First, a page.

Gastric torsion in dogs

Gastric torsion in dogs

As hunters and pack animals, dogs have a highly adaptable stomach: Wolves, which are closely related to dogs, often have to fast for a considerable length of time after a successful hunt. Their stomachs are therefore able to digest a very large amount of food when it becomes available. Similarly, dogs have retained the ability to consume excessive amounts of food. After eating, it is important that they are able to rest and have the opportunity to digest the food without being disturbed.

The risk of gastric torsion

If this is not the case and the dog plays instead of resting after a large meal, there will be a severe build-up of gas in its stomach. Normally, the air is expelled through the oesophagus and bowels. However, unfavourable movements or a rapid build-up of gas can cause the outlets of the bloated stomach to close, resulting in dangerous gastric torsion. Here, important blood vessels inside the stomach are cut off and a fatal circulatory shock occurs within a few hours.

Symptoms of gastric torsion

Dogs suffering from gastric torsion show obvious signs of discomfort and restlessness. They pant, salivate and try unsuccessfully to vomit. A typical symptom is a pronounced increase in the circumference of the stomach directly behind the bottom edge of the rib cage. Eventually there are clear circulatory symptoms with pale mucous membranes, grogginess and loss of consciousness. If you suspect that your dog is suffering from gastric torsion, do not waste any time. Call a vet immediately and take your dog to the surgery or clinic.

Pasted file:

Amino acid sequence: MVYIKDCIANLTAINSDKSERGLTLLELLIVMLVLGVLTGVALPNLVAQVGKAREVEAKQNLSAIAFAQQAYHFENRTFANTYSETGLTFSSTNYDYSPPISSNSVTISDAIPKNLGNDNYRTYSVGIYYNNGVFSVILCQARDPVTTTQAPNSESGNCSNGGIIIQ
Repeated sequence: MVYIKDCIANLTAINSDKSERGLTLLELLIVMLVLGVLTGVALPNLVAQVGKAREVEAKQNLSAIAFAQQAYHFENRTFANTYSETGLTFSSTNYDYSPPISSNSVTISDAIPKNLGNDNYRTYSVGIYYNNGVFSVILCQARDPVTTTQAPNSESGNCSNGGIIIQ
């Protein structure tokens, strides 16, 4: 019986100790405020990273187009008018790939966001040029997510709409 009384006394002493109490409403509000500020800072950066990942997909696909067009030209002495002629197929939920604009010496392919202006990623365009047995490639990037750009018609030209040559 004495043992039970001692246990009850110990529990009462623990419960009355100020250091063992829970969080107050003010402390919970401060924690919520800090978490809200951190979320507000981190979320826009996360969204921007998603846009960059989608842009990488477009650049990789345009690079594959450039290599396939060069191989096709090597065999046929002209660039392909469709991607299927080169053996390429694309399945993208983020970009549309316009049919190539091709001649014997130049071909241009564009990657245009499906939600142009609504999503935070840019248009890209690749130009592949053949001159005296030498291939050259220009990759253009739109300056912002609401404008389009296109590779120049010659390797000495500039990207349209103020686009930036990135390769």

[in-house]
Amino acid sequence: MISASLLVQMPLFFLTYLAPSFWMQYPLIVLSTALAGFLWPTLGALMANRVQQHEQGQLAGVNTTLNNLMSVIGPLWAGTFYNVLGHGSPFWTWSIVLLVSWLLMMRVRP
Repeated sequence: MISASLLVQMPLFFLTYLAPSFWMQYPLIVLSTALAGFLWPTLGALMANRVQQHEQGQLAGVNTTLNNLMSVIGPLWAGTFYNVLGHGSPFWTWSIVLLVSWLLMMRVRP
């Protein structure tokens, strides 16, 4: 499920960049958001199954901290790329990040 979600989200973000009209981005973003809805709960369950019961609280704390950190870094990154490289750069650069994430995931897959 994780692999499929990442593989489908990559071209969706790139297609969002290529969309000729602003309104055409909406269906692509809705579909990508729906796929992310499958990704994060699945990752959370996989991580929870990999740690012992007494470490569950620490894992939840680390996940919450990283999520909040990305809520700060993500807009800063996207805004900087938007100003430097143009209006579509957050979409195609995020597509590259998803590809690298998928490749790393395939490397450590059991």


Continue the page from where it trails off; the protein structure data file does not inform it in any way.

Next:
Preventative measures

As a preventative measure, you should always allow your dog to rest after it has eaten. Also, avoid giving your dog large amounts of food all at once and instead spread them out over several meals.

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